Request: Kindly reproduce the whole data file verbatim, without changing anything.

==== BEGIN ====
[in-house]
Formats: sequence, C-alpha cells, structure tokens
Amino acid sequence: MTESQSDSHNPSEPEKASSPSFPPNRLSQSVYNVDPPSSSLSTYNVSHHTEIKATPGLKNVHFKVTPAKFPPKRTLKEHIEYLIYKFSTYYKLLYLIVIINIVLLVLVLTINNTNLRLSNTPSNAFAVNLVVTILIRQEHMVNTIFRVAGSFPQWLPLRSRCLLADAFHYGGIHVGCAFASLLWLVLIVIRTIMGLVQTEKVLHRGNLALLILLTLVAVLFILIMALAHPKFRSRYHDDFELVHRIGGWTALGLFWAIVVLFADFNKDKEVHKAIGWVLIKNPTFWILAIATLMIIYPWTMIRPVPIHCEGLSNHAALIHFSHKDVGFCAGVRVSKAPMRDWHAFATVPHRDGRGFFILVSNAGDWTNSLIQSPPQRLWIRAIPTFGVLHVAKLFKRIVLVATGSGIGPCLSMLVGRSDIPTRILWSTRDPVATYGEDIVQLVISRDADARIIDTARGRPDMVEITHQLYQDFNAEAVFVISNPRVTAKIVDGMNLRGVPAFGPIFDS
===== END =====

[in-house]
Formats: sequence, C-alpha cells, structure tokens
Amino acid sequence: MTESQSDSHNPSEPEKASSPSFPPNRLSQSVYNVDPPSSSLSTYNVSHHTEIKATPGLKNVHFKVTPAKFPPKRTLKEHIEYLIYKFSTYYKLLYLIVIINIVLLVLVLTINNTNLRLSNTPSNAFAVNLVVTILIRQEHMVNTIFRVAGSFPQWLPLRSRCLLADAFHYGGIHVGCAFASLLWLVLIVIRTIMGLVQTEKVLHRGNLALLILLTLVAVLFILIMALAHPKFRSRYHDDFELVHRIGGWTALGLFWAIVVLFADFNKDKEVHKAIGWVLIKNPTFWILAIATLMIIYPWTMIRPVPIHCEGLSNHAALIHFSHKDVGFCAGVRVSKAPMRDWHAFATVPHRDGRGFFILVSNAGDWTNSLIQSPPQRLWIRAIPTFGVLHVAKLFKRIVLVATGSGIGPCLSMLVGRSDIPTRILWSTRDPVATYGEDIVQLVISRDADARIIDTARGRPDMVEITHQLYQDFNAEAVFVISNPRVTAKIVDGMNLRGVPAFGPIFDS